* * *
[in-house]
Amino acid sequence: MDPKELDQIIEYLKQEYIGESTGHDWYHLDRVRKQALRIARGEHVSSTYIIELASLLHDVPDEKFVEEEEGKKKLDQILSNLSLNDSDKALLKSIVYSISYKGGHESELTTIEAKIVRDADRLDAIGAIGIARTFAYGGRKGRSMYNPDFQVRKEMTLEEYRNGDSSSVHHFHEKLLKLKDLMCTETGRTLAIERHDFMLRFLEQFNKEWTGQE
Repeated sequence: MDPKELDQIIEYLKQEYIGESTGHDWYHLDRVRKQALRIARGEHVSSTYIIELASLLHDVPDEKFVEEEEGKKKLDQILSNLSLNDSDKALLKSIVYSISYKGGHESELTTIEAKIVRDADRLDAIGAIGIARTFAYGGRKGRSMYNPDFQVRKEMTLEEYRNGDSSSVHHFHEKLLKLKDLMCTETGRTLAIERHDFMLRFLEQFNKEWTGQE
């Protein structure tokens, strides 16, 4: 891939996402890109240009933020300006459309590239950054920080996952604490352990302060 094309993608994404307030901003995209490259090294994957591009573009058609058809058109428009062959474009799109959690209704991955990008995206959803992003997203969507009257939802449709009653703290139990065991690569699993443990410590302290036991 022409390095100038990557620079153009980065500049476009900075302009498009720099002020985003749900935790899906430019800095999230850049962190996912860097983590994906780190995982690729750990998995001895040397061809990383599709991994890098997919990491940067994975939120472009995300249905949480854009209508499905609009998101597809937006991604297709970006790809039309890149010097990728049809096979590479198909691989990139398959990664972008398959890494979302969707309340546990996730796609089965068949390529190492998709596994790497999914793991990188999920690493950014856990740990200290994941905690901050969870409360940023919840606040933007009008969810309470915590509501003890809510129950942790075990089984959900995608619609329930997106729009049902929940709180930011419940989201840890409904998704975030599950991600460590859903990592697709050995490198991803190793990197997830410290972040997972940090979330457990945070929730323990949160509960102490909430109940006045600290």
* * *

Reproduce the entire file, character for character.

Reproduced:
[in-house]
Amino acid sequence: MDPKELDQIIEYLKQEYIGESTGHDWYHLDRVRKQALRIARGEHVSSTYIIELASLLHDVPDEKFVEEEEGKKKLDQILSNLSLNDSDKALLKSIVYSISYKGGHESELTTIEAKIVRDADRLDAIGAIGIARTFAYGGRKGRSMYNPDFQVRKEMTLEEYRNGDSSSVHHFHEKLLKLKDLMCTETGRTLAIERHDFMLRFLEQFNKEWTGQE
Repeated sequence: MDPKELDQIIEYLKQEYIGESTGHDWYHLDRVRKQALRIARGEHVSSTYIIELASLLHDVPDEKFVEEEEGKKKLDQILSNLSLNDSDKALLKSIVYSISYKGGHESELTTIEAKIVRDADRLDAIGAIGIARTFAYGGRKGRSMYNPDFQVRKEMTLEEYRNGDSSSVHHFHEKLLKLKDLMCTETGRTLAIERHDFMLRFLEQFNKEWTGQE
């Protein structure tokens, strides 16, 4: 891939996402890109240009933020300006459309590239950054920080996952604490352990302060 094309993608994404307030901003995209490259090294994957591009573009058609058809058109428009062959474009799109959690209704991955990008995206959803992003997203969507009257939802449709009653703290139990065991690569699993443990410590302290036991 022409390095100038990557620079153009980065500049476009900075302009498009720099002020985003749900935790899906430019800095999230850049962190996912860097983590994906780190995982690729750990998995001895040397061809990383599709991994890098997919990491940067994975939120472009995300249905949480854009209508499905609009998101597809937006991604297709970006790809039309890149010097990728049809096979590479198909691989990139398959990664972008398959890494979302969707309340546990996730796609089965068949390529190492998709596994790497999914793991990188999920690493950014856990740990200290994941905690901050969870409360940023919840606040933007009008969810309470915590509501003890809510129950942790075990089984959900995608619609329930997106729009049902929940709180930011419940989201840890409904998704975030599950991600460590859903990592697709050995490198991803190793990197997830410290972040997972940090979330457990945070929730323990949160509960102490909430109940006045600290």